2500 Comments Fourth Anniversary 25 Love Its
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    I'll never say never when it comes to what I will or won't do as a momma. I have several different kinds of pacifiers from my shower that are available if the need arises. I plan to breastfeed and the LC who taught our breastfeeding class recommended waiting two weeks before introducing the pacifier.

     

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  • DS will get one... if he will take it.

    We tried a million different ones with DD and she refused them all. Ironically, she found one in her crib around her 1st birthday, and hasn't let go of it since. She loves that thing.

    I tried to take it away around her 2nd birthday, and she then started sucking her fingers instead, so I ended up caving an giving it back after about 2 months. Trust me, I hate it and I was SO judgemental in regards to other people kids having them, but its not a battle that I want to fight right now. I would rather she drop the paci when she is ready instead of being a finger sucker at age 8, KWIM?

     

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  • I am not a fan of them that much. I see so many people just shoving them in babies mouths whether they want it or not. However, LO may like it (and since they say it reduces SIDS while baby is sleeping) but it will not be used past a year. I'm crossing my fingers LO is like my lil sis....she weaned herself off at around 2 months.
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  • DS was never really interested but it was a life saver the first few weeks when all he wanted to do was suck. At about 6weeks he just spit it out and wouldn't take it anymore. I see my friends really struggle taking it away at 2-3yrs now though and am glad we didn't have to deal with it. I guess i am open to using it with the hopes baby won't be addicted!
  • We used a pacifier for our first and it was never an issue.  We took her pacifier away at a year and then her bottle shortly after that and she wasn't phased by either. 

    That being said, DD #1 has always been a very easy going child, so it didn't surprise me. 

    I do plan on using one with this baby too and will just play it by ear.

  • I'll probably do whatever works- if the baby wants it, I'll use it.  If he/she doesn't need it, then we won't use one. 
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  • If #2 will take one, she can have it.  The correlation with the decrease in SIDS risk is enough to get my OK.  DD #1 would never take one, though.
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  • Every baby is different - That being said I was against using a pacifier until my daughter was trying to use me as one.  After 4 hours of her constantly on the boob I needed a break.  Some baby's just need to suck and in the beginning they don't have the coordination to make the connection between mouth and thumb...even though in utero they were able to.

    I gave her a pacifier in the hospital and we had no nipple confusion what so ever after that.  She's 8.5 months old and EBF with no problems.

  • I cannot speak for LO2 as I am not sure how they will react with or without one.

    With DS, we bottle fed donors milk (he was adopted so I did not BF) so we were not concerned about nip confusion, we tried a paci and he just spit it out , so we quit. He has a security blanket he holds on to when napping or sleeping however.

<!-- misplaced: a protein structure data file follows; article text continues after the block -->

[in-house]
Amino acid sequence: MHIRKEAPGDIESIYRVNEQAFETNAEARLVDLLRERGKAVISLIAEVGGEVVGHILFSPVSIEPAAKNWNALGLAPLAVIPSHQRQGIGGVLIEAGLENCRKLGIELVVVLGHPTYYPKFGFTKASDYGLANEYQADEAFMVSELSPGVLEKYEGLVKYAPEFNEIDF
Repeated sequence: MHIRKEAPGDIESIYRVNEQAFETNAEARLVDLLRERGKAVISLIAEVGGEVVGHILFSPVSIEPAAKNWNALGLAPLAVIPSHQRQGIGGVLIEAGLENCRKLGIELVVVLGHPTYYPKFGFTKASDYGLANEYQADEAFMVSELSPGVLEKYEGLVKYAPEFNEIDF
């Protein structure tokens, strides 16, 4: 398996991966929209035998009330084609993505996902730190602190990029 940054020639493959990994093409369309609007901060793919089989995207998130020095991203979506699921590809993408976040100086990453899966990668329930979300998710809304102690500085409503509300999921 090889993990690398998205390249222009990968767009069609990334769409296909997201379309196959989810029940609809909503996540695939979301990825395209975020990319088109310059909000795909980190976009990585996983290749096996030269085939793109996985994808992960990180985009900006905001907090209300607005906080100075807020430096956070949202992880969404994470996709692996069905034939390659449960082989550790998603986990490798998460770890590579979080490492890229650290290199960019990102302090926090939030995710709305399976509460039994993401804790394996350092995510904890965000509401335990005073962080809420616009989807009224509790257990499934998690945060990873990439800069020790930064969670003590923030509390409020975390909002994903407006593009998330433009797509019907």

If we are to use one with LO2, we will wait two weeks before offering it as we want to establish a good BF latch first. We would also plan to take it away sometime before their first dentist appt at 2 years of age.

  • I was pretty anti-paci at first but I slowly realized my SO was going to win this argument...

    So we plan on giving her one but it will not be given past one...period. I WILL win that argument.

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  • We used a Soothie pacifier with G. It was the only kind he'd use, but he loved it. It really served to soothe him, and I'm glad we used it. We didn't want him to get to old and still be using a paci, so we were just aware of any good opportunities to wean him off of it. Turns out, when he started to cut molars just after his 1 yrs b-day, he didn't want his paci for several days. So we just gathered them up and never gave them back. He didn't even notice - it was a non-issue.

    My niece, however, used one until she was four years old, and I felt that was WAY too long to allow pacifier use. I was determined to wean G before that, and we did.

  • We tried to get my son to take one, but he never really did.  I don't believe it causes nipple confusion.  I BF, but tried to have my son take one bottle a day.  He did for the first three weeks of his life, but then refused a bottle until he was 4 months.  This was a huge problem, and one that I think is pretty common. 
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  • I had a preemie, so my opinion might be a little different. A nuk was essential for my DD to learn how to suck, swallow and breath, something that isn't developed as early as she was born. I was told "the NICU doesn't believe in nipple confusion"....when she was ready and at about 35 weeks gestation, we put her to breast, and besides normal preemie breastfeeding issues, she nursed and I pumped for 11 months.

    When she was 19 months we left the nuks out with the cookies for santa, she was thrilled and never had a problem giving them up.

     I think it is important to be open to anything...not having a nuk was not an option in the NICU.

    Very excited to be doing it all again...
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  • Our doula suggested not giving them anything until at least 6 weeks to avoid nipple confusion so we will try for this and go from there.
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  • I had no real plans either way until DD started using me as a paci and my nips couldn't keep up.  I think I gave it to her when she was about 3 days old.  It has caused zero nipple confusion and it has really been a lifesaver. I don't think I would have given it to her if she'd had trouble latching on me, but she's been an excellent BF'er from day one.

    We were given a "pacimal" as a shower gift and we love it.  The animal part detaches so when it is time to wean the baby from the paci, she can keep the animal and it will be less traumatic for her.  Plus, the animal makes it easier for the paci to stay in her mouth.

    Pacimal:  http://pacimals.com/

    We have the bunny and it is adorable.

     

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  • my daughter had one and I will give one to my little boy too. It is a great soother... and it's way better than the thumb because you can take the paci away when it comes time.